Buffy Fic: Marked In Permanent Ink
Title: Marked In Permanent Ink
Characters: Angel, tattooist Sutherland Macdonald.
Word Count: 1109
Spoilers: A bit of Angel’s canon history, plus some speculation.
Summary: A few years after his soul is first restored, Angel is given an unusual reward for saving a man’s life.
Content Notes: None needed.
Written For: Challenge #150: Ink at fan_flashworks.
Disclaimer: I don’t own BTVS, or the characters. They belong to Joss Whedon.
A vampire with a soul was unnatural and pathetic. For weeks after the people of Clan Kalderash restored his soul, Angel hid himself away, almost catatonic with guilt over all the evil his demon-inhabited body had done in the century and a half since he’d been turned. He’d caused so much suffering; he could recall the faces of every single human he’d tortured and killed for his own pleasure, every innocent person who’d been nothing more to him than a meal or a plaything.
The memories disgusted him, he was unclean, contaminated from within, and it had been his own fault. He’d been an easy target for Darla, a dissolute human already partway over to the dark side, consumed with the pleasures of the flesh. His days had been spent sleeping and avoiding honest work, while his nights revolved around hard liquor and debauchery, always greedy for money to gamble with, endlessly seeking warm female bodies to share his bed.
He huddled in the dark, dank refuge he’d found for himself, tortured by his crimes, drowning in regret and self-loathing. More than once he considered just going out into the sunlight, ending his existence for good, death by purifying flame, but it seemed too much like taking the easy way out and anyway, it wouldn’t cleanse the ink-black stain from his soul. Death wasn’t enough. If he was ever to find redemption then he needed to make amends somehow, and there was one obvious way to do that. He’d take up arms against vampires and demons everywhere; perhaps if he killed enough of them, saved enough innocent souls from being tormented or turned, then one day it might be sufficient to earn him the peace of death.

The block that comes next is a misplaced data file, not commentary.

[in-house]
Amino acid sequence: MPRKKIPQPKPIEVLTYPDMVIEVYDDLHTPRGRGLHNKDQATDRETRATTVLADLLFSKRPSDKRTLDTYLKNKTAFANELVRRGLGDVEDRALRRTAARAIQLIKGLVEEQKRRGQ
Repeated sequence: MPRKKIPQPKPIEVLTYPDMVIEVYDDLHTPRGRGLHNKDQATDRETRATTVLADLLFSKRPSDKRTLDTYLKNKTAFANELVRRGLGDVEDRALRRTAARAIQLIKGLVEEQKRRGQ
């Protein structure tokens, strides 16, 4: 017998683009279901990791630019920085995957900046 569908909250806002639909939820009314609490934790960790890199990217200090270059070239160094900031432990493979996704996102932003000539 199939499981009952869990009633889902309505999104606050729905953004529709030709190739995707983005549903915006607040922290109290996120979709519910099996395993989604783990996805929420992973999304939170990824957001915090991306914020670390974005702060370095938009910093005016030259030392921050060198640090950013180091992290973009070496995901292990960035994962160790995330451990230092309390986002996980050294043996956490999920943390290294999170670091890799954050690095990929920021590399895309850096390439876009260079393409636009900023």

The demon remained within him, sharing space with his soul, its constant presence a reminder, if he needed one, of everything he’d been and everything he was now fighting against. It would serve to keep him focussed on his goal, but in the back of his mind he couldn’t help thinking that he needed something else, something tangible, not for himself but for others; an identifying mark of some kind to set him apart as the only souled vampire in existence.
Then in 1903, Angel, as he’d now decided to call himself, was passing through London when he encountered a very particular man. The back streets of the city were poorly lit and overcrowded, the perfect environment for a vampire, and Angel had tracked one there, fighting and slaying it before it could sink its fangs into its intended victim. In the wake of the battle, as he’d helped the unfortunate gentleman back to his feet, Angel had found himself the unwilling recipient of the man’s gratitude.
“Thank you, my good man, I do believe you have saved my life! What happened to that filthy miscreant?”
“He fled,” Angel lied. “Cowards like that run when someone is wiling to fight back.”
“Then it is my good fortune that you came along. How can I repay you?”